Dec. 2, 1932

Bids on six projects involving 37 miles of road work, including 16.1 miles of paving, bridge and culvert construction, at an estimated cost of $775,000, will be received by the state Highway Commission Dec. 13, it was announced late Friday.


City authorities are preparing to proceed with new plans for construction of a municipal light plant, following a ruling at Baldwyn by Federal Judge Allen Cox restraining Fairbanks, Morse and Company from selling equipment to the city.

Dec. 4, 1942

J. Ray Gipson, who practiced law in Philadelphia 10 years ago and who also served in the Legislature from Neshoba County, was recently appointed as City Judge of Meridian, succeeding the late Henry J. Woods, has practiced law in Meridian for the past 10 years.

Mr. Gipson attended Clarke Memorial College in Newton and graduated in law at Cumberland University, Lebanon, Tenn., in 1921. Admitted to the bar in July in 1921, he opened an office in Philadelphia, Neshoba County, locating in Meridian 10 years later.

Dec. 5, 1952

The Mississippi Choctaw Indians will be the center of attention at the Choctaw Baptist Bazaar to be held on Saturday, Dec. 6 in the Forestry building in Jackson on the main fairgrounds.

This event is sponsored by the Jackson Business and Professional Women's Club under the leadership of the Club's Hobby Group, composed of Mrs. Betty B. Tacker, group director, Miss Lois Adams, Mrs. Bertha Littell, Mrs. Beulah Cleveland, Dr. Blanche Lockard, Mrs. Catherine Waller, Mrs. Ethel Warfield, Mrs. Mabel Boone, Mrs. Ruby Spencer, Miss Vera Cavin, Miss Thomasina Blissard, Mrs. E. M. Acker and Miss Dorothy Dow.

Dec. 6, 1962

Saturday is a day we have looked forward to a mighty long time. It is the opening of the new $1, 500,000 U.S. Electrical Motors plant in Philadelphia. Not since the opening of Wells-Lamont Glove factory here in 1944 has there been quite as much excitement and joy over the possibility that our progress is making giant strides in the right direction.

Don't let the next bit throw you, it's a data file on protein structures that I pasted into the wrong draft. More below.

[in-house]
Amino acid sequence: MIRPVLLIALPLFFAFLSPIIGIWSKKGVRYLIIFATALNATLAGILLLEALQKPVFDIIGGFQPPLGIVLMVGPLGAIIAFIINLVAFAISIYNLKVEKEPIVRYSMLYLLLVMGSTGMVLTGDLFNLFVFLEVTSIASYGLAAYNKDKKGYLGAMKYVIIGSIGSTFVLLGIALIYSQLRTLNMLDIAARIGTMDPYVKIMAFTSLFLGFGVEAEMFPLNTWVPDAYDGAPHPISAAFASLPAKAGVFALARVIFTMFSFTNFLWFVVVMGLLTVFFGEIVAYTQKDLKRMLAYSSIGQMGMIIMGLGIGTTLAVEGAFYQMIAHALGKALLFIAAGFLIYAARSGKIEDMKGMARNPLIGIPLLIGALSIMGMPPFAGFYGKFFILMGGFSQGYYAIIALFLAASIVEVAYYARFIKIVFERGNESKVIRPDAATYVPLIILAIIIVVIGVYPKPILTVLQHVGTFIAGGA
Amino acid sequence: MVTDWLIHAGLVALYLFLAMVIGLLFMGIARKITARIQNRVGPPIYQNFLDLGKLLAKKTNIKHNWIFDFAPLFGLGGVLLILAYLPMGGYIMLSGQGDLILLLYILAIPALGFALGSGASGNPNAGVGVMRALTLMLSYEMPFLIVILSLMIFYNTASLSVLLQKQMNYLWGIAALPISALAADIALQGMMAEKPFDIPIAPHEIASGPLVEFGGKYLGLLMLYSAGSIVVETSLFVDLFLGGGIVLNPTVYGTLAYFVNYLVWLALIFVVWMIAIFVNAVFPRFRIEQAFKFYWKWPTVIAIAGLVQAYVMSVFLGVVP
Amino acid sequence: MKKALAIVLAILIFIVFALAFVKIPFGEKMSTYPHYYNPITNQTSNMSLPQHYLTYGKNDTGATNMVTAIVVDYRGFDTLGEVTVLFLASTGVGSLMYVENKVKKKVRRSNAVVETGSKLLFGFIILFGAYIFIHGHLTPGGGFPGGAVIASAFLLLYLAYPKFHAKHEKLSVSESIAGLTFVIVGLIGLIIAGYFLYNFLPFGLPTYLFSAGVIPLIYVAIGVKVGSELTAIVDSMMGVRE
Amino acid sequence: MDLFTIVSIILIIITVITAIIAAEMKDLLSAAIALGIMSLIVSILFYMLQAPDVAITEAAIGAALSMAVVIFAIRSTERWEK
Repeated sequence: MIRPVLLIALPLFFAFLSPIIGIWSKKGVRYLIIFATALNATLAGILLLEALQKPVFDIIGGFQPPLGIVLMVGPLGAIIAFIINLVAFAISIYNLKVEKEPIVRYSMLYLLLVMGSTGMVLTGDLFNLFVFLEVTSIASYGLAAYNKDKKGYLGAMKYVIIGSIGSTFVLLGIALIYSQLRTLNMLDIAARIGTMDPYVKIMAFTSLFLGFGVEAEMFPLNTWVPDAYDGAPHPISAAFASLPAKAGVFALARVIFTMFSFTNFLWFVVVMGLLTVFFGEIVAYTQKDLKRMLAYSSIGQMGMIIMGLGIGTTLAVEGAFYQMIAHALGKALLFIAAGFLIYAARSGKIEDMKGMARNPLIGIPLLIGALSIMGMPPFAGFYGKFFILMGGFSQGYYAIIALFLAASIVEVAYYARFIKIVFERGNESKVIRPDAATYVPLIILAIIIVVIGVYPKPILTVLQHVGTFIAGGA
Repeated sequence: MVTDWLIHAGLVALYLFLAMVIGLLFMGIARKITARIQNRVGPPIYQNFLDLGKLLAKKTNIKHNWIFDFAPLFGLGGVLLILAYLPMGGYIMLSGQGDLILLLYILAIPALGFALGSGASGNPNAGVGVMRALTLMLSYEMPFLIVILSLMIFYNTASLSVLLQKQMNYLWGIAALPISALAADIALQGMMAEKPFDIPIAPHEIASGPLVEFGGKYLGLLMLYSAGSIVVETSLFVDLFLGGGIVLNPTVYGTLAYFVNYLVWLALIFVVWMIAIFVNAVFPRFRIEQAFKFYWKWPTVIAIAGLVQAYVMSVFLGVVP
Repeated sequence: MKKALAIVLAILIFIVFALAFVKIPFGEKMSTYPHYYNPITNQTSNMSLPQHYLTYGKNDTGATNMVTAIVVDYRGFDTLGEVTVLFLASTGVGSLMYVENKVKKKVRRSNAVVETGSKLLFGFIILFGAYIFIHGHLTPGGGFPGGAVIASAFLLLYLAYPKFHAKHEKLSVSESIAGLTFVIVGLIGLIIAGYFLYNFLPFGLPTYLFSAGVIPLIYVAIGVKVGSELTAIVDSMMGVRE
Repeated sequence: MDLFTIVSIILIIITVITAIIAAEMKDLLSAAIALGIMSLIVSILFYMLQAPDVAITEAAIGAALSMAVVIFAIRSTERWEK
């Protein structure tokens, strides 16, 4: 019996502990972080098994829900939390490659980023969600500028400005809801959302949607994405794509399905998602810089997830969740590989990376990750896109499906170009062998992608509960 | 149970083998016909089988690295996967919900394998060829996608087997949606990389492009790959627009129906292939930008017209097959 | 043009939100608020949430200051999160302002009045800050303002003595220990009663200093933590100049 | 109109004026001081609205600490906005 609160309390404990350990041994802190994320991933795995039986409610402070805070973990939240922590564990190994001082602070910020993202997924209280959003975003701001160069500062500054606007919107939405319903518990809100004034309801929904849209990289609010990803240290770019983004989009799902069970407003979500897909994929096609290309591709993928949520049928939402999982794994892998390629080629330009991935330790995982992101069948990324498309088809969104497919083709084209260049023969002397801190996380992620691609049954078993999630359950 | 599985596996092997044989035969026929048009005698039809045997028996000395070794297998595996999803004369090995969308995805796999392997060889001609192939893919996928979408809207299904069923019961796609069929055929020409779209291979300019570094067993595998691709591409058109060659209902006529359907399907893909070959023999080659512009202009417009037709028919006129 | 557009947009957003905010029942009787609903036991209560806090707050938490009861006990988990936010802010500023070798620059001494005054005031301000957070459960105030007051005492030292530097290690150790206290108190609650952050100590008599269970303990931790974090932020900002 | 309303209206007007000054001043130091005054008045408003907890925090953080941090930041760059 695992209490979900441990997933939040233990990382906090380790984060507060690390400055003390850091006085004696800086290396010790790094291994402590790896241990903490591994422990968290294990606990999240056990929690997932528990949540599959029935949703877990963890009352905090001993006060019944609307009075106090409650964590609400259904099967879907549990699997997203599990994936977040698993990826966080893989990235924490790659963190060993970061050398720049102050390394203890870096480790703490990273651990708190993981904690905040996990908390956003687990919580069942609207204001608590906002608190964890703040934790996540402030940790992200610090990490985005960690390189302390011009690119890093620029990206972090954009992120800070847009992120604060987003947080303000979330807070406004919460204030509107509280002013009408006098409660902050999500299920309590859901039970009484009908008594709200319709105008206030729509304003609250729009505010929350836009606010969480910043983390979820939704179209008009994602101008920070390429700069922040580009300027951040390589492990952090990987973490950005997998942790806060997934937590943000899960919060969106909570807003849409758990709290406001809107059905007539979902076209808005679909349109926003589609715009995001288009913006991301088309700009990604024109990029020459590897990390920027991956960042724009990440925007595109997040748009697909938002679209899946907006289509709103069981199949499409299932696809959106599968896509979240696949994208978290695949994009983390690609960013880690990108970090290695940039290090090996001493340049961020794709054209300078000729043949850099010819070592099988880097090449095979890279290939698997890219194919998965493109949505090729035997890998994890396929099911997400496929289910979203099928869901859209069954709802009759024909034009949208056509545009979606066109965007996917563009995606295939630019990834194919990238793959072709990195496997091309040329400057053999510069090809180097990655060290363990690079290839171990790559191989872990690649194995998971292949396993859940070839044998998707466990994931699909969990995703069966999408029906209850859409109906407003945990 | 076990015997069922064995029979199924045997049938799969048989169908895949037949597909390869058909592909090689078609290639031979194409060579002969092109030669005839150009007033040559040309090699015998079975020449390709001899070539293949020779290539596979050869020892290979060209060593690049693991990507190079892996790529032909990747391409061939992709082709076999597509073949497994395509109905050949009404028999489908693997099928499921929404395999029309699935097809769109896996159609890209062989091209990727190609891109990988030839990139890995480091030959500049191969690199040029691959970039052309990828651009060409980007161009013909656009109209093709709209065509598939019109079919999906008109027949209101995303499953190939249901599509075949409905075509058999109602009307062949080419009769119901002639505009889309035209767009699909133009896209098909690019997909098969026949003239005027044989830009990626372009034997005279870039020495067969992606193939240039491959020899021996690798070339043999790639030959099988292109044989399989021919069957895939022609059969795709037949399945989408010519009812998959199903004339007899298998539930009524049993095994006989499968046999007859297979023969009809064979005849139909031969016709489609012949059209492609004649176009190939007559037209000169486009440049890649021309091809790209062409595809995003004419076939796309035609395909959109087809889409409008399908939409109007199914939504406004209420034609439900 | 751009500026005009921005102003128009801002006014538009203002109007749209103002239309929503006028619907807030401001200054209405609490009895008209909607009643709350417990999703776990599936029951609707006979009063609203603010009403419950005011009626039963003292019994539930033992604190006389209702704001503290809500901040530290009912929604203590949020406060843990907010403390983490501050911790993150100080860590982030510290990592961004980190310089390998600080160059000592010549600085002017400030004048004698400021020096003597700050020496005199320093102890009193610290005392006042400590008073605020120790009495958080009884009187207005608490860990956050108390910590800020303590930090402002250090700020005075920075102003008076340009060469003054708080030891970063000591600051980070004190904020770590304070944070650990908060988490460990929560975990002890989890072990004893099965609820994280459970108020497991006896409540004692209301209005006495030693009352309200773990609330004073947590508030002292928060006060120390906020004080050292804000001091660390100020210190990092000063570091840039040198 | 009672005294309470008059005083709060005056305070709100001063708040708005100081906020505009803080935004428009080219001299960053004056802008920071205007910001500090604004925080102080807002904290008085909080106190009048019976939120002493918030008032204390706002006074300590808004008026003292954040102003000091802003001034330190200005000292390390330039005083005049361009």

Dec. 7, 1972

Philadelphia police have arrested three persons in connection with a recent burglary of Byars Furniture Store.

Jackson and Patrolman Bobby Anderson said all items taken from the store had been recovered. These included an eight-track tape player; an RCA radio-cassette player; two Romar radios; a set of earphones; seven wrist watches; a pocket knife and a citizens band receiver.

Dec. 2, 1982

Volunteer fireman Don Tullos was presented plaques recently honoring his service to the Neshoba County Volunteer Fire Department during the past several years. Tullos, who is also a qualified emergency medical technician, serves both city and county fire fighting efforts, and works with the ambulance and emergency room staff at the Neshoba County General Hospital on a volunteer basis.

Dec. 2, 1992

Country Music Star Marty Stuart became the 71st member of Grand Ole Opry Saturday night. Stuart is the son of Mr. and Mrs. John Stuart, formerly of Philadelphia and now of Smyra, Tenn.


The first complete re-registration of voters in Neshoba County since 1935 was a step closer to reality Monday because of an order passed by the Board of Supervisors.

The board's unanimous order authorized the development of a plan for a re-registration as well as a purging of existing registration books.

Dec. 4, 2002

One of the most significant road projects ever in Neshoba County is in progress and considered ahead of schedule, the $10 million four-laning of a 2.5 mile stretch of Mississippi 16 from Williamsville to the Choctaw Indian Reservation. The work almost overnight transformed the drive into town, as trees were cleared and hills exposed and cut down by mammoth machines. The project is set for completion in 2004.


Work is continuing on a building between Main and Beacon Streets in west Philadelphia that will house a tax service and a Chinese restaurant.

The building that now houses the Chinese restaurant will be torn down and another section of new building added. The second section is scheduled to open in March.